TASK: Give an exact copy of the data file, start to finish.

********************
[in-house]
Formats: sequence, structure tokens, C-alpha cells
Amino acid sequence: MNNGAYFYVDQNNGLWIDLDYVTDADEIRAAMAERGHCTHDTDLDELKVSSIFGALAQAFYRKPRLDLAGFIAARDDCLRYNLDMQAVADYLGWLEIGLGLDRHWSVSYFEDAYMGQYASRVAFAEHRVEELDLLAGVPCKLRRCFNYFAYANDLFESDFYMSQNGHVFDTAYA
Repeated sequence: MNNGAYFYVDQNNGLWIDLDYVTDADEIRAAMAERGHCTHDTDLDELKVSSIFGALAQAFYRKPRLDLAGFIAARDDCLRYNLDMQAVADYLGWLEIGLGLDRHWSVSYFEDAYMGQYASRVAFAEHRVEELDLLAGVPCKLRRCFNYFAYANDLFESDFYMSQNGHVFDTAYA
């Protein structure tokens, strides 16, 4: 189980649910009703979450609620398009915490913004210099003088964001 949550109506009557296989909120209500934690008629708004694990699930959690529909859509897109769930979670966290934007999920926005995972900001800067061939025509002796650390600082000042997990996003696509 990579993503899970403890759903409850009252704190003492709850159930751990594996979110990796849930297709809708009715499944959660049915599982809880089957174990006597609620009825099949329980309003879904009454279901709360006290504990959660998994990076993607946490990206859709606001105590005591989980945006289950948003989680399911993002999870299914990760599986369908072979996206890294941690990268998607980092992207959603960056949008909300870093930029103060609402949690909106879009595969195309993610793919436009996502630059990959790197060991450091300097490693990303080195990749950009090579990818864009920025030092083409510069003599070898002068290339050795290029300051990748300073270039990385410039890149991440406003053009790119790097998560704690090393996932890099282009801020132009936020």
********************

[in-house]
Formats: sequence, structure tokens, C-alpha cells
Amino acid sequence: MNNGAYFYVDQNNGLWIDLDYVTDADEIRAAMAERGHCTHDTDLDELKVSSIFGALAQAFYRKPRLDLAGFIAARDDCLRYNLDMQAVADYLGWLEIGLGLDRHWSVSYFEDAYMGQYASRVAFAEHRVEELDLLAGVPCKLRRCFNYFAYANDLFESDFYMSQNGHVFDTAYA
Repeated sequence: MNNGAYFYVDQNNGLWIDLDYVTDADEIRAAMAERGHCTHDTDLDELKVSSIFGALAQAFYRKPRLDLAGFIAARDDCLRYNLDMQAVADYLGWLEIGLGLDRHWSVSYFEDAYMGQYASRVAFAEHRVEELDLLAGVPCKLRRCFNYFAYANDLFESDFYMSQNGHVFDTAYA
């Protein structure tokens, strides 16, 4: 189980649910009703979450609620398009915490913004210099003088964001 949550109506009557296989909120209500934690008629708004694990699930959690529909859509897109769930979670966290934007999920926005995972900001800067061939025509002796650390600082000042997990996003696509 990579993503899970403890759903409850009252704190003492709850159930751990594996979110990796849930297709809708009715499944959660049915599982809880089957174990006597609620009825099949329980309003879904009454279901709360006290504990959660998994990076993607946490990206859709606001105590005591989980945006289950948003989680399911993002999870299914990760599986369908072979996206890294941690990268998607980092992207959603960056949008909300870093930029103060609402949690909106879009595969195309993610793919436009996502630059990959790197060991450091300097490693990303080195990749950009090579990818864009920025030092083409510069003599070898002068290339050795290029300051990748300073270039990385410039890149991440406003053009790119790097998560704690090393996932890099282009801020132009936020």